A UK man has been diagnosed with the worst-ever case of an antibiotic-resistant super-gonorrhoea infection, which cannot be cured with first choice treatments.
The unidentified man is thought to have contracted the disease in South East Asia, and health officials in the UK are now attempting to track and prevent the spread of this antibiotic-resistant super-gonorrhoea infection by contacting his sexual partners.
This is the first time that a case of the disease has been registered in the UK which cannot be cured by first choice antibiotics. Gonorrhoea is typically treated using a combination of azithromycin and ceftriaxone antibiotics, but this combination has failed to treat this latest case of super-gonorrhoea infection.
International health officials, including representatives from the World Health Organization and the European Centre for Disease Prevention and Control, have agreed that the case is a world first. No other cases have been discovered, including in the man’s regular partner.
What has Public Health England said about the case?
Representatives from Public Health England have expressed concern about this new azithromycin-resistant gonorrhoea, which they fear could mean that the disease could eventually become untreatable by all antibiotics.
Public Health England’s Dr Gwenda Hughes explained the significance of the discovery: “This is the first time a case has displayed such high-level resistance to both of these drugs and to most other commonly used antibiotics.”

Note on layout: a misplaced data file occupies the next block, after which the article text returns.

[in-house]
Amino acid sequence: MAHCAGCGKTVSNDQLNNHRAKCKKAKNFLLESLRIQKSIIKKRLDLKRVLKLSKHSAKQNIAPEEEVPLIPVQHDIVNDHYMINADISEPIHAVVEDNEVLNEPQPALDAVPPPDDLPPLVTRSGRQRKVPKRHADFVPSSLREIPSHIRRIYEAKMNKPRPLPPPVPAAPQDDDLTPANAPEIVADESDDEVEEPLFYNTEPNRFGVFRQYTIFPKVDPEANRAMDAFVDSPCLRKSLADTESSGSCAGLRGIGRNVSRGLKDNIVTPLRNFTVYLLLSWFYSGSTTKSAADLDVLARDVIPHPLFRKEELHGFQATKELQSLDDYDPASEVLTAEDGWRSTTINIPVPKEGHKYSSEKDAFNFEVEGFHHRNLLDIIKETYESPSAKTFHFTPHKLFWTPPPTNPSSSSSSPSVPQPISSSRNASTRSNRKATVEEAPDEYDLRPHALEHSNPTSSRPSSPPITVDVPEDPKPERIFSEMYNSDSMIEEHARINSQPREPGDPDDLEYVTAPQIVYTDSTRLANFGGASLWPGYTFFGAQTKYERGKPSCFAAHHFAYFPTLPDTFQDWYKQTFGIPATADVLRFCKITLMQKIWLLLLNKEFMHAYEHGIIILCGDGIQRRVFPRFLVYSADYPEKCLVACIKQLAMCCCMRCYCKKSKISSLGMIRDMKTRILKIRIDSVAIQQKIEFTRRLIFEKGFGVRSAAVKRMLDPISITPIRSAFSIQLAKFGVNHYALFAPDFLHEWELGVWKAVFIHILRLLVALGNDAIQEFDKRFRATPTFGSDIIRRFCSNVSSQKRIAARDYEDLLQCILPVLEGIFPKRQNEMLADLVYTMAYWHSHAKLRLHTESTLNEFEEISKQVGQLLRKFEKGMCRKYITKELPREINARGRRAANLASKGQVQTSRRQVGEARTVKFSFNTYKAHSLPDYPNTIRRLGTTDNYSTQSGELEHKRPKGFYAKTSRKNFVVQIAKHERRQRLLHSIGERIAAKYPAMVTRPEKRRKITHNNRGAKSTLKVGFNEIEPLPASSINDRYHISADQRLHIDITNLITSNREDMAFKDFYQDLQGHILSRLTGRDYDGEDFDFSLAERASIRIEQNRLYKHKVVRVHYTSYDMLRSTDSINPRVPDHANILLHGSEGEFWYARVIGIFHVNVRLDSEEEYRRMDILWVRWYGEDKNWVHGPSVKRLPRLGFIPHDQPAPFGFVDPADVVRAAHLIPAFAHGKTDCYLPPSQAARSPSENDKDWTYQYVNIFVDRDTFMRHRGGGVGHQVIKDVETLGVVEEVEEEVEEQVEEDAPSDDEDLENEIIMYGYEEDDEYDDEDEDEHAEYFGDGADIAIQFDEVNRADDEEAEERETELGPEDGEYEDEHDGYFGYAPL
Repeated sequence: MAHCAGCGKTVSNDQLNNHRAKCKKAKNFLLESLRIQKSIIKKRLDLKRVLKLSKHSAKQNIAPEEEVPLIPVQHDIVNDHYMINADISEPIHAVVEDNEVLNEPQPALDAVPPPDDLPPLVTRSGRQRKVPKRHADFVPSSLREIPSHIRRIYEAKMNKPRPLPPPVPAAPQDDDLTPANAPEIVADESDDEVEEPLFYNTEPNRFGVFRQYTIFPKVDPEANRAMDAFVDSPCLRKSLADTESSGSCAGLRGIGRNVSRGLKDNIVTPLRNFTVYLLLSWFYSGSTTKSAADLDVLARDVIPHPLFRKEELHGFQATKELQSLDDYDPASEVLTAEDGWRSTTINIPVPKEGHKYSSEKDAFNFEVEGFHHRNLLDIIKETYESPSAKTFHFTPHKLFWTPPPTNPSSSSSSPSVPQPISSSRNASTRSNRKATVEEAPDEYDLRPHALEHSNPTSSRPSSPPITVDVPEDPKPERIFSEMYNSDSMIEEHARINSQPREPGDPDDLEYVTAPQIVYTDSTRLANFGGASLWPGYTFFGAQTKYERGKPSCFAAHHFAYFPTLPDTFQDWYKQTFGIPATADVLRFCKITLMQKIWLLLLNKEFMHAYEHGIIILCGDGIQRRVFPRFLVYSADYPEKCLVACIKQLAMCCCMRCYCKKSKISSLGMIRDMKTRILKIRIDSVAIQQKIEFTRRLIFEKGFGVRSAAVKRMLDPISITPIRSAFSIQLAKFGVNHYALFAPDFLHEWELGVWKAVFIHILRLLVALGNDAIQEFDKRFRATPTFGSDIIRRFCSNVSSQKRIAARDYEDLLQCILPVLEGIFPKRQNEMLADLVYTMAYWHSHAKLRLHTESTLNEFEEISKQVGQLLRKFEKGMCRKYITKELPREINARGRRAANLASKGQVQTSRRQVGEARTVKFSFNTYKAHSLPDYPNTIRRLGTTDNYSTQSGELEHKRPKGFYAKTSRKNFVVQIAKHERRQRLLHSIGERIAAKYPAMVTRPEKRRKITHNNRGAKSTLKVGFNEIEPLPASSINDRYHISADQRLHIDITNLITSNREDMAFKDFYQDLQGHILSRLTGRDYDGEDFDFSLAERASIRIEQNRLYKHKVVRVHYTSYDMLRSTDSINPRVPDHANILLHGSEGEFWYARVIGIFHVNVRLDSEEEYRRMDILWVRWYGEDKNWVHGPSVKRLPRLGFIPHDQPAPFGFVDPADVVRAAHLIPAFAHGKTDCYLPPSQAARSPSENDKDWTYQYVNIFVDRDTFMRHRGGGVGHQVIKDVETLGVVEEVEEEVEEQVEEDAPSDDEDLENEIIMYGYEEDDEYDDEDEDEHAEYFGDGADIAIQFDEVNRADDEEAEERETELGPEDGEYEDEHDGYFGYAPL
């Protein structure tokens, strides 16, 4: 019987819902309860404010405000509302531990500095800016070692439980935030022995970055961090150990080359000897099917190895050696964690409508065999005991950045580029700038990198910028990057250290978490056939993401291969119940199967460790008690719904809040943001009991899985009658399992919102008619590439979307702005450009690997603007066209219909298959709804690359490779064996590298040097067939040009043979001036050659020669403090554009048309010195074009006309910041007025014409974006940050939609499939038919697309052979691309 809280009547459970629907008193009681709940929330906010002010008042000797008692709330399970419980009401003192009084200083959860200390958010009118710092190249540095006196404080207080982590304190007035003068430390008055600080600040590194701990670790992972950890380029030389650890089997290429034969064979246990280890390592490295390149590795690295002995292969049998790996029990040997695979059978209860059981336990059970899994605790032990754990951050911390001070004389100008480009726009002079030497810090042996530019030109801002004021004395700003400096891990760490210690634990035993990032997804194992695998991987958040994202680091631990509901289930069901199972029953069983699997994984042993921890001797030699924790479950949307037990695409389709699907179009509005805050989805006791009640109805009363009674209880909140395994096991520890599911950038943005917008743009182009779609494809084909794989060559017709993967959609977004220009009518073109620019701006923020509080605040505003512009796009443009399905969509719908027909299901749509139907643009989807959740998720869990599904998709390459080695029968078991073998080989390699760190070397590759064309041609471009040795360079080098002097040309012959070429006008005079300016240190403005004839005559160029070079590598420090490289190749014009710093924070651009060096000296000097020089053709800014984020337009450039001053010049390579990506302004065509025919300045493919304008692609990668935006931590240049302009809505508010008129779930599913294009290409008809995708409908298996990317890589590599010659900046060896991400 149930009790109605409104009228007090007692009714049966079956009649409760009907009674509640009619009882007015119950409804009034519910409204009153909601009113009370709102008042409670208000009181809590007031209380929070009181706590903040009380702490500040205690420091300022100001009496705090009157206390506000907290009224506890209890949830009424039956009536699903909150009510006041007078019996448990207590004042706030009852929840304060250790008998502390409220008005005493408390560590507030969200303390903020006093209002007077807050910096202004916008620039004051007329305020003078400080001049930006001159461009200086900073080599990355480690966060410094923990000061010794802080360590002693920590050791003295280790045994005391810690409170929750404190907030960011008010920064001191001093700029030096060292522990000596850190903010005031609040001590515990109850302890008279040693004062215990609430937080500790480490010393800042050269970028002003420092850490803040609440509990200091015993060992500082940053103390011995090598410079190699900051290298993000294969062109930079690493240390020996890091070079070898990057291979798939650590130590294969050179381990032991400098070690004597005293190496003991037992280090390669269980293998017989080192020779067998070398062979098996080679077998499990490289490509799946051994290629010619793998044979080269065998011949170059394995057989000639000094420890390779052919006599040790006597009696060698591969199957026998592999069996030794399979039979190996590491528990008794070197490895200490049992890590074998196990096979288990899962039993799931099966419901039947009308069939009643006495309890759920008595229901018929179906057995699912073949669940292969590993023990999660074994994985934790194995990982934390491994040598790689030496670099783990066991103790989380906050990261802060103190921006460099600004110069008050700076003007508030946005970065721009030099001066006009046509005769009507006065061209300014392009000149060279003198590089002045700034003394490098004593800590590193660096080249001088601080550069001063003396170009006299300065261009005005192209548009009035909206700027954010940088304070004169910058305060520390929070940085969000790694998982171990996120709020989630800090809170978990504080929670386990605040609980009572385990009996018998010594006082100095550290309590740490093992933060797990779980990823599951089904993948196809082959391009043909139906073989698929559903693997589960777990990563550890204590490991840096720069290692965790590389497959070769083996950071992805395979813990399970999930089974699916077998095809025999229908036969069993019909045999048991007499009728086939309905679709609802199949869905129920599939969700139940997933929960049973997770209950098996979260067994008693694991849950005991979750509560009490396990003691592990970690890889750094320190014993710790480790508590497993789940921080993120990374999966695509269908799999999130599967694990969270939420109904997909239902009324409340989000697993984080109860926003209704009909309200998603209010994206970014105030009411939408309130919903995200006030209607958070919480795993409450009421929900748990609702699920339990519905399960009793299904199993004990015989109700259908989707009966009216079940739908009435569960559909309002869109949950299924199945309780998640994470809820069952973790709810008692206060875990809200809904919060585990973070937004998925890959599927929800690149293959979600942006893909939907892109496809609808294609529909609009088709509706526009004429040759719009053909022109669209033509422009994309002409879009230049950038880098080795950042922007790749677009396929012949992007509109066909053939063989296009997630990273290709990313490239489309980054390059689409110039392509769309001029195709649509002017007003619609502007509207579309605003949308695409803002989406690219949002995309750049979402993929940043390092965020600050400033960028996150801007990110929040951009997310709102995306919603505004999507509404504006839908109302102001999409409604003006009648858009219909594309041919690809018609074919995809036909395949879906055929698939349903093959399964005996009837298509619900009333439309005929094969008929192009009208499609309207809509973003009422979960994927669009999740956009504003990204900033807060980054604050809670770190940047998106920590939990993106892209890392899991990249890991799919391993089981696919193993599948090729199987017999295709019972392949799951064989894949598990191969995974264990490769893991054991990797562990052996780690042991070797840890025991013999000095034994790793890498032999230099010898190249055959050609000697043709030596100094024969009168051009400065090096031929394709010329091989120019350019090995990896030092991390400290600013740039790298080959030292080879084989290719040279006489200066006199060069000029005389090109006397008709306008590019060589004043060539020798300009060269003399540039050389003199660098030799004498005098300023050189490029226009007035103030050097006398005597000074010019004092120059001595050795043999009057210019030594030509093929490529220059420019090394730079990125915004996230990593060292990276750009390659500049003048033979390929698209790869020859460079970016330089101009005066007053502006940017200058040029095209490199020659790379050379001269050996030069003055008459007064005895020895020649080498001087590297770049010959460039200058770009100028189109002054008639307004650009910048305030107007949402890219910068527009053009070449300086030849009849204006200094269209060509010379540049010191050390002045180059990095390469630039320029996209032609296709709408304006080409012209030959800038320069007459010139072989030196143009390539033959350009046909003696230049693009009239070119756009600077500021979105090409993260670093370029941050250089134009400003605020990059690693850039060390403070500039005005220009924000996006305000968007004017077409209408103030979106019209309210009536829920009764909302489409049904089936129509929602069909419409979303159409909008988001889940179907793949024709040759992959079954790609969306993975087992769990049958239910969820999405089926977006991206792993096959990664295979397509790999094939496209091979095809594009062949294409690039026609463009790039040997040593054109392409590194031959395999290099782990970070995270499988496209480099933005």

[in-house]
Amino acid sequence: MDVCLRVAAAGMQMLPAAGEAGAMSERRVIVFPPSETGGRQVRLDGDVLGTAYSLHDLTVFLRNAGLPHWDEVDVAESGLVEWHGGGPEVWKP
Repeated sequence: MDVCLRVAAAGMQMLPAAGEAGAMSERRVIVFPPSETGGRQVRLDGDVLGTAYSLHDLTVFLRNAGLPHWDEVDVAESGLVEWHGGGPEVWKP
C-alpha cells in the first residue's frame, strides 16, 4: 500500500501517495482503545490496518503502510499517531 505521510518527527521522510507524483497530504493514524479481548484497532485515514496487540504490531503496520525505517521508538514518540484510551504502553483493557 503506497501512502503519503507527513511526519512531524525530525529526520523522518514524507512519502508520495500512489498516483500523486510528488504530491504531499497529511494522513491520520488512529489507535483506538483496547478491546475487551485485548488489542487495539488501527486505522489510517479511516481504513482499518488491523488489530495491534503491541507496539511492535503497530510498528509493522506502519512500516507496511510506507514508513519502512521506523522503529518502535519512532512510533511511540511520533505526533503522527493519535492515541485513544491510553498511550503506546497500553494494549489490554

Antimicrobial resistance, the process by which diseases are gradually becoming resistant to typical antibiotic treatments, has become an urgent global health concern, and the emergence of this strain of super-gonorrhoea is significant because of the level of resistance it has demonstrated.
What is being done about the case?
The organisation is investigating the case carefully, and ensuring that the antibiotic- resistant super-gonorrhoea infection is treated without antibiotics, to prevent it from spreading further and to avoid building its resistance further.
Hughes continued: “We are following up this case to ensure that the infection was effectively treated with other options and the risk of any onward transmission is minimised.”
Doctors are also exploring the possibility that an antibiotic that has not yet been tested may prove successful in treating the disease.